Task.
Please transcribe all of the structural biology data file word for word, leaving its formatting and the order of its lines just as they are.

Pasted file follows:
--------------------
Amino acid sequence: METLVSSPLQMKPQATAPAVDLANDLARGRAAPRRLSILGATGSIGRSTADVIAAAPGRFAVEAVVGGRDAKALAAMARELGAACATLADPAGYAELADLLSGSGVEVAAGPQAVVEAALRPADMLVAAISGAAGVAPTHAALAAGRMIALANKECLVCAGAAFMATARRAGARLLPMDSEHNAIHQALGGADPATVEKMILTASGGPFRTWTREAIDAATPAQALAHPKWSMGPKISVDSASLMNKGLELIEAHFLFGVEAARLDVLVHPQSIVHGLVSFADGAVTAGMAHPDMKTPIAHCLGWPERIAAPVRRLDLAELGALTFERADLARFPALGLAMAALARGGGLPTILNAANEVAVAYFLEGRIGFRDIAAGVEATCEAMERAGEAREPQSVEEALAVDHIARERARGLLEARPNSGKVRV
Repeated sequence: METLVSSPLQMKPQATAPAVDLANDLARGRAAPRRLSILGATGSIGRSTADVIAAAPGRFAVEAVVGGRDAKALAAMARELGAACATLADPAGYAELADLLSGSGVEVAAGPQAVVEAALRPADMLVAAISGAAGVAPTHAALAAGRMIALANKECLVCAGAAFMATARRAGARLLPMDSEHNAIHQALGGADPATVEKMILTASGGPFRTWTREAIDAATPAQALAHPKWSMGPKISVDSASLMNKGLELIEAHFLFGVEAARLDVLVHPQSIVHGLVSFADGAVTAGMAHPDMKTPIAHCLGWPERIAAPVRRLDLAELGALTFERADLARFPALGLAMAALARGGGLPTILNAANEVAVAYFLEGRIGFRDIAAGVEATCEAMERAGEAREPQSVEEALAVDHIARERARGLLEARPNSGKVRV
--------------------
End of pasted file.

Amino acid sequence: METLVSSPLQMKPQATAPAVDLANDLARGRAAPRRLSILGATGSIGRSTADVIAAAPGRFAVEAVVGGRDAKALAAMARELGAACATLADPAGYAELADLLSGSGVEVAAGPQAVVEAALRPADMLVAAISGAAGVAPTHAALAAGRMIALANKECLVCAGAAFMATARRAGARLLPMDSEHNAIHQALGGADPATVEKMILTASGGPFRTWTREAIDAATPAQALAHPKWSMGPKISVDSASLMNKGLELIEAHFLFGVEAARLDVLVHPQSIVHGLVSFADGAVTAGMAHPDMKTPIAHCLGWPERIAAPVRRLDLAELGALTFERADLARFPALGLAMAALARGGGLPTILNAANEVAVAYFLEGRIGFRDIAAGVEATCEAMERAGEAREPQSVEEALAVDHIARERARGLLEARPNSGKVRV
Repeated sequence: METLVSSPLQMKPQATAPAVDLANDLARGRAAPRRLSILGATGSIGRSTADVIAAAPGRFAVEAVVGGRDAKALAAMARELGAACATLADPAGYAELADLLSGSGVEVAAGPQAVVEAALRPADMLVAAISGAAGVAPTHAALAAGRMIALANKECLVCAGAAFMATARRAGARLLPMDSEHNAIHQALGGADPATVEKMILTASGGPFRTWTREAIDAATPAQALAHPKWSMGPKISVDSASLMNKGLELIEAHFLFGVEAARLDVLVHPQSIVHGLVSFADGAVTAGMAHPDMKTPIAHCLGWPERIAAPVRRLDLAELGALTFERADLARFPALGLAMAALARGGGLPTILNAANEVAVAYFLEGRIGFRDIAAGVEATCEAMERAGEAREPQSVEEALAVDHIARERARGLLEARPNSGKVRV